Jim Knight has been a strong advocate for using video as a piece of data to help assess the current reality. However, not all video is created equal. In fact, helping a teacher decide what to record on video can be a valuable tool for assessing what stage of implementation they are in. This Recording With Purpose guide, available for free in the Sibme Learning Center, can help facilitate a planning conversation to decide what to watch before you begin watching video of implementation. Someone who has developed a mechanical understanding of a certain practice might be able to easily record and break down a video of the practice, but will not be able to easily identify the particular areas where they need to zoom in to develop greater proficiency. The more specific someone can be in describing what they need to record, the further along they are in the implementation stages.
Download the Sibme Missions deck for more strategies for recording and reflecting on video.
For many people, the most difficult part of implementation is not understanding where they currently are in the 5 stages, but rather seeing a clear path to move to the next stage. In Jim Knight’s article, he discusses how perfectionism often gets in the way of progress because of our fear of mistakes or lack of complete understanding.
This is where a thoughtful coach can begin to take a more instructive approach to the implementation process. By helping to break down the steps in between, and setting goals that are small and achievable, coaches can help teachers move from their current reality to the very next step in their journey. The goal should never be to move from the Unaware stage directly to the Proficient stage. Instead, think of the 5 stages of implementation as a continuum, with the goal of moving from one stage to the next sequentially.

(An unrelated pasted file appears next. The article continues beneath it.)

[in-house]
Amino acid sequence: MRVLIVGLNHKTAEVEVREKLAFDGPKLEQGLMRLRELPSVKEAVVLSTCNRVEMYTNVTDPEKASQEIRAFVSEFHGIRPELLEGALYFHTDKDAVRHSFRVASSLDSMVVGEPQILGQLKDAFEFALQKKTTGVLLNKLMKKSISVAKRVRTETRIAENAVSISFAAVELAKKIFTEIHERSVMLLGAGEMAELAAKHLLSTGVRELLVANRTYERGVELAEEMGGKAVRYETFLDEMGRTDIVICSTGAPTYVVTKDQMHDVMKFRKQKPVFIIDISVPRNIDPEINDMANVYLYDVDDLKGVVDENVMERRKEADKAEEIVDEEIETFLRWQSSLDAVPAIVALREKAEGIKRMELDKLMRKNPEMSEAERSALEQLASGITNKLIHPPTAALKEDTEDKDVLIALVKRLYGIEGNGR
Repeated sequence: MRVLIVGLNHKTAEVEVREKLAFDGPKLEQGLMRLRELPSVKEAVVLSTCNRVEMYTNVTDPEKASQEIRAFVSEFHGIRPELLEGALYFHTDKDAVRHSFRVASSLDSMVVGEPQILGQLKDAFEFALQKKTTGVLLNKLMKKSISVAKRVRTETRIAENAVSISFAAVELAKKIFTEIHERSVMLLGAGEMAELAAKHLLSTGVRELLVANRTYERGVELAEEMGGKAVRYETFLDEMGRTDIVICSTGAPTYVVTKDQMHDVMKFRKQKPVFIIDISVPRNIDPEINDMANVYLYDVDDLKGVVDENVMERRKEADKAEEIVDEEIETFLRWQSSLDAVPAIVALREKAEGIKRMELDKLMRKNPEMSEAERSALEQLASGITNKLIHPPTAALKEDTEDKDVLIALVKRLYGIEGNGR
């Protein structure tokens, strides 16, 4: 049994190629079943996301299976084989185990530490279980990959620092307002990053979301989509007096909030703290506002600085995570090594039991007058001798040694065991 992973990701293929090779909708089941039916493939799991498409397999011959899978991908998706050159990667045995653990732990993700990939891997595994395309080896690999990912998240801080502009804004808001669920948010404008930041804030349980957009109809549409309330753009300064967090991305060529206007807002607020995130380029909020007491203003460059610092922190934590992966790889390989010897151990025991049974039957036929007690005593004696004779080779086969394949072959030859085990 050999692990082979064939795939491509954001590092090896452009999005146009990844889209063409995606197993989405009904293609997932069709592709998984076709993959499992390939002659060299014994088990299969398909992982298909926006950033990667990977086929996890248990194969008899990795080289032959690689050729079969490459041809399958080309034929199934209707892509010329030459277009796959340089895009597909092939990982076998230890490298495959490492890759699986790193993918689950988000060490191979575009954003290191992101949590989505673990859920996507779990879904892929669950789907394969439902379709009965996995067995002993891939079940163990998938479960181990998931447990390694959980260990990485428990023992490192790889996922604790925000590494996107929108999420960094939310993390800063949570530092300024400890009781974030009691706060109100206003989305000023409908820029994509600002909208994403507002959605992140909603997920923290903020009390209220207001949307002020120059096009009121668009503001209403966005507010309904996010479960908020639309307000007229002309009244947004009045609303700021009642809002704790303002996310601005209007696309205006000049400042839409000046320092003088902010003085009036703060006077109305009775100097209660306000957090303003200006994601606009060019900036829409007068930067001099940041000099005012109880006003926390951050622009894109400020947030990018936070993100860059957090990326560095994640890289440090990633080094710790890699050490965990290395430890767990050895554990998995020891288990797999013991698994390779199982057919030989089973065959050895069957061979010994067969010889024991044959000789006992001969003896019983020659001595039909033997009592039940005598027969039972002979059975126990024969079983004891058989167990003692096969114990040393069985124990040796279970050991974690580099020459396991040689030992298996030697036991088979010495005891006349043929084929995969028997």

For more strategies on how to set goals, check out our Ultimate Guide to Goal Setting.
Talking doesn’t work
Jim Knight’s closing thoughts on moving from talk to action provide a valuable lesson on how to move through the 5 stages of implementation.
“Talking about change can feel like something is actually happening, even though, as the Chinese proverb says, “Talk doesn’t cook rice.” But the only way professional development can have a positive effect on students’ learning and well-being is if that new knowledge is translated into action.”
Knowledge of these stages is only the beginning of helping coach someone towards implementation of a new skill. As most athletes and performers know, the best way to do something is to do it. This is why these strategies for assessing a teacher’s implementation stage are all based on action and reflection, not just conversation. So don’t just sit down for a conversation if you want to begin implementation. Start by following the advice of the famous Bonnie Raitt song:
“Let’s give ’em something to talk about.”
Actions, after all, speak much louder than words.